Jayne Dowle: Raise standards, don’t drop them in universities

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I will always support the Sutton Trust in its laudable aim to improve social mobility and educational diversity in Great Britain. After all, I’m one of the working class kids it is worried about.

Its latest campaign seeks to find ways in which admission to our top universities – including Oxford and Cambridge – might be improved for those who have not had the privilege of attending a high-ranking public school.

What is there to argue with? I spent a lot of my time at Keble College, Oxford, in the 1980s working for a student-led volunteer organisation called “Target Schools”. We would visit comprehensive schools in the holidays to try and demystify Oxford and higher education.

Our aims were earnest, but our efforts were in vain. A recent Freedom of Information request from Labour MP David Lammy reveals that 82 per cent of Oxbridge offers are currently made to applicants in the top two social classes. In other words the children of doctors and lawyers, not steelworkers like my dad.

This is worrying enough, but it gets worse. In 2010, this figure was 79 per cent. And between 2004 and 2009 it was 77 per cent. Now, my degree is in English Literature and Language, not Mathematics, but even I can work out that something’s not right here. Remember, this is offers handed out, not applicants attempting to get in. Why are Oxford and Cambridge making it harder for young people from less-advantaged families to benefit from the opportunities in life an Oxbridge degree bestows?

As one who got in under the wire, I think it’s partly because such ancient institutions like to preserve the status quo. That’s why they have survived so long.

It’s also because all our leading universities are becoming far more risk-averse. In order to attract public funding and private investment and able students from overseas, they need to protect their reputation. Why take a gamble on a clever but obscure applicant, the first person in their family to go to university, when they can pick one whose father excelled at the same college?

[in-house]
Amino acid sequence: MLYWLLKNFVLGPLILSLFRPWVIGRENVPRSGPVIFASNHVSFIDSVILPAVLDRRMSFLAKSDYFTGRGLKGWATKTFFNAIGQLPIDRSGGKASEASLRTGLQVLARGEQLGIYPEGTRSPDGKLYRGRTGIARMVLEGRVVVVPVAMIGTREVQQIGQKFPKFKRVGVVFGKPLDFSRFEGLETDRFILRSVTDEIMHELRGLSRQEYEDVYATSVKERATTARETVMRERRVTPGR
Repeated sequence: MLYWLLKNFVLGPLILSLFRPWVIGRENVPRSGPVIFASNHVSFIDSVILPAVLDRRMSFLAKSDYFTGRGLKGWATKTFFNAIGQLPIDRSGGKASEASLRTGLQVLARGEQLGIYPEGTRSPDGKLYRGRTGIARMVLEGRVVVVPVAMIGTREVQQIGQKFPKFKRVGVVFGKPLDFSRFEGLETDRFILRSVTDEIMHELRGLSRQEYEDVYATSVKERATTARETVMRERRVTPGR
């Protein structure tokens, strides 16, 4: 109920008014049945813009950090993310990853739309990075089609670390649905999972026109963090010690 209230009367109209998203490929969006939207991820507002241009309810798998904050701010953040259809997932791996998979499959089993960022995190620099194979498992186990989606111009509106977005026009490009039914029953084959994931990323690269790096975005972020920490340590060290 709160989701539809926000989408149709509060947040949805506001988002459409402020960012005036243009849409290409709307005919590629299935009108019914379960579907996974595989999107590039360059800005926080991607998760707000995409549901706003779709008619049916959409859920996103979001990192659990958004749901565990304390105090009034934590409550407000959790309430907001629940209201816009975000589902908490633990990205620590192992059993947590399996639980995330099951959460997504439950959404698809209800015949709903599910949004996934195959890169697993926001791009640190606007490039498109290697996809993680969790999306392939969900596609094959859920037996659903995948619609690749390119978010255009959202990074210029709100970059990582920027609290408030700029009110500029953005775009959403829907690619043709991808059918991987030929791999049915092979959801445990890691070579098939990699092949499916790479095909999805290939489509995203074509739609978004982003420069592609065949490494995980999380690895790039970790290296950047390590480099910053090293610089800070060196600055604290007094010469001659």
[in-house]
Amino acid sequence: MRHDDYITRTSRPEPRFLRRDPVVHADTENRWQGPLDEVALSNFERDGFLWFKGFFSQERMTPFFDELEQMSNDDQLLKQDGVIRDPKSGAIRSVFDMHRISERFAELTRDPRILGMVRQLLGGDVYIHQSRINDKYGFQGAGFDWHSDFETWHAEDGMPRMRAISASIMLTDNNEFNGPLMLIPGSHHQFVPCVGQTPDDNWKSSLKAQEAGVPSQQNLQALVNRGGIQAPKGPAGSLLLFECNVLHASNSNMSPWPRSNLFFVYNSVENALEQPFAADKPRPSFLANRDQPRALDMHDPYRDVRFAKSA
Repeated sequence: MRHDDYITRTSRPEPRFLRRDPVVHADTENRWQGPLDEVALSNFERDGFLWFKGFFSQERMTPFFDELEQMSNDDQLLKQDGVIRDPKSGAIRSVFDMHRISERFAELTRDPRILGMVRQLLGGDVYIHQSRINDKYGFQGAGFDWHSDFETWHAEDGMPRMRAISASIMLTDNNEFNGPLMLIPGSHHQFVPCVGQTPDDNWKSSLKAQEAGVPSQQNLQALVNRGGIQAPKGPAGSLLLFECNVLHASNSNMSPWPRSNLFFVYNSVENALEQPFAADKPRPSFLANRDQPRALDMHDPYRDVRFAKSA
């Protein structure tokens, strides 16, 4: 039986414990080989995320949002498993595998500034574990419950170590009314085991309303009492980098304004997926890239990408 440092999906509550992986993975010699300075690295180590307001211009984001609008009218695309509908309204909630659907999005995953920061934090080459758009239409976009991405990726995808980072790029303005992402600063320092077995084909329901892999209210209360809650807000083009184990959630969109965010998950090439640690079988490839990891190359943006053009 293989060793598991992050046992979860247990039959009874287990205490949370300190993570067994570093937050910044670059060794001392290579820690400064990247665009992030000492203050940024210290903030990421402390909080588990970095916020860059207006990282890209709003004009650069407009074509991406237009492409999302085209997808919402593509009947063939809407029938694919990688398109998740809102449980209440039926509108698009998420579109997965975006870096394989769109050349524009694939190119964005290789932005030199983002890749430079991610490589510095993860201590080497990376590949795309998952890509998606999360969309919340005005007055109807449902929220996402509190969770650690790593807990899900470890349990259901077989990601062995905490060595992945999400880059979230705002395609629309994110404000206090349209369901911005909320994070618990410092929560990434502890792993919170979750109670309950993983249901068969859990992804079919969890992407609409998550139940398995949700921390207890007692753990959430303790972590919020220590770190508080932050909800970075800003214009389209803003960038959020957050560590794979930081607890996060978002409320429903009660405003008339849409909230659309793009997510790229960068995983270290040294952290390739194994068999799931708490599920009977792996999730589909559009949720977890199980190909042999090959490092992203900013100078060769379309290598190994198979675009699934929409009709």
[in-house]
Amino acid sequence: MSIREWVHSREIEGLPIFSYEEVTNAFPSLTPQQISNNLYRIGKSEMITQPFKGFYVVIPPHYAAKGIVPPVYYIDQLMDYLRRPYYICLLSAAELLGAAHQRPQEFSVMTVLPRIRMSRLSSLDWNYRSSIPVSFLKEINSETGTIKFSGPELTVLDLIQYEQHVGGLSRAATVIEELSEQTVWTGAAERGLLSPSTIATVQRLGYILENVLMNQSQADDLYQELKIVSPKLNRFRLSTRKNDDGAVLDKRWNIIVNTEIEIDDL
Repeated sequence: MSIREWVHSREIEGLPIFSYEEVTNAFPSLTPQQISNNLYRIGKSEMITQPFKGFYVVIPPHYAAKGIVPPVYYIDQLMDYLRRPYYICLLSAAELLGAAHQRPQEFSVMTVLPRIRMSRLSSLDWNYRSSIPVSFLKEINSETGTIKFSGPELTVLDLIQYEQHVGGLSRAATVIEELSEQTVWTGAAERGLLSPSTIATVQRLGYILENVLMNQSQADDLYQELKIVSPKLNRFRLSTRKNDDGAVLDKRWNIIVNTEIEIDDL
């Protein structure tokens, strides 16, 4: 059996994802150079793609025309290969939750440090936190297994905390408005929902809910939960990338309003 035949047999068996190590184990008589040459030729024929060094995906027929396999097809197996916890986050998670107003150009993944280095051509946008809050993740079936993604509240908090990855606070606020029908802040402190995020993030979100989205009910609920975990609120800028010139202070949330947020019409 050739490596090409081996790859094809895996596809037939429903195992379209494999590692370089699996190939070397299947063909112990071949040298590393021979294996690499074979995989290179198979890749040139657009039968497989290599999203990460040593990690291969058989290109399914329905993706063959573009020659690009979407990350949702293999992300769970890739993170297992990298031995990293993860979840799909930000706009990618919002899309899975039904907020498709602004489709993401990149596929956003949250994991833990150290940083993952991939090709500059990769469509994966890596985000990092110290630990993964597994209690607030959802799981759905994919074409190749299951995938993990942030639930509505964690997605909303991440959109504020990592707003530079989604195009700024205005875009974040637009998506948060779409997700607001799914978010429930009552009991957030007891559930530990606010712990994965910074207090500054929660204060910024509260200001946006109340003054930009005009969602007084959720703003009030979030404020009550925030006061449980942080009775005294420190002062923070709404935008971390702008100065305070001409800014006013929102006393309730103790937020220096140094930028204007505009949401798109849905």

There is little room for indulgence in 21st century higher education. I achieved a good 2:1 in my own Finals, but I am pretty sure that with my rubbish O-Levels working against me, I wouldn’t even have merited an admissions interview these days.

In the face of this, the Sutton Trust is arguing that offers at top universities should be “contextualised”. The economic background of a student should be taken into account and a lower offer made to reflect the fact that they won’t have enjoyed the same advantages as others. So perhaps instead of being asked for AAA in their A Levels, they might be offered a place if they achieve ABB.

I can see the argument, but I don’t support it. There is no point in raising the hopes of an ill-prepared student, only to have them dashed once the reality of hyper-competitive rigorous study kicks in. And how would you feel if you knew you had only been given a place because you were on some kind of special scheme? It’s like the kid who still carries the stigma of being the only one in his class on free school meals.

As college life is rife with gossip, everybody would know which students were set apart. Some undergraduates will already be intellectually arrogant enough, without having another set of victims to patronise.

This might sound cruel, but you can kind of see the justification. If you had spent your entire life from the age of three being hot-housed and tutored and put through a demanding expensive education in order to achieve four A stars at A-Level, would you be happy to share a library with a comprehensive school kid with three Bs whom the admissions tutor felt sorry for? Your well-connected parents wouldn’t like it either and would no doubt complain in the highest circles.

Supporters argue that contextualisation operates okay in the United States where Ivy League institutions such as Harvard and Yale regularly adjust their requirements to let in students from a wide range of backgrounds. However, that nation is still (just about) a meritocracy. Why else would President Trump be in charge?

How would contextualisation work in practice in our own creaky class-ridden country? At all top universities, not just Oxbridge, admissions is often still a mysterious and non-standardised procedure. Some tutors in some subjects might be more lenient to those from less-privileged backgrounds, others less so.

Frankly, I think that the idea should be dropped as soon as possible and the Sutton Trust should concentrate its not inconsiderable power on persuading the Government to improve state education with relentless dedication. No admissions tutor can argue with a string of As achieved at A Level. If our state schools delivered what they should, there would be no need to make excuses for the pupils they produce.

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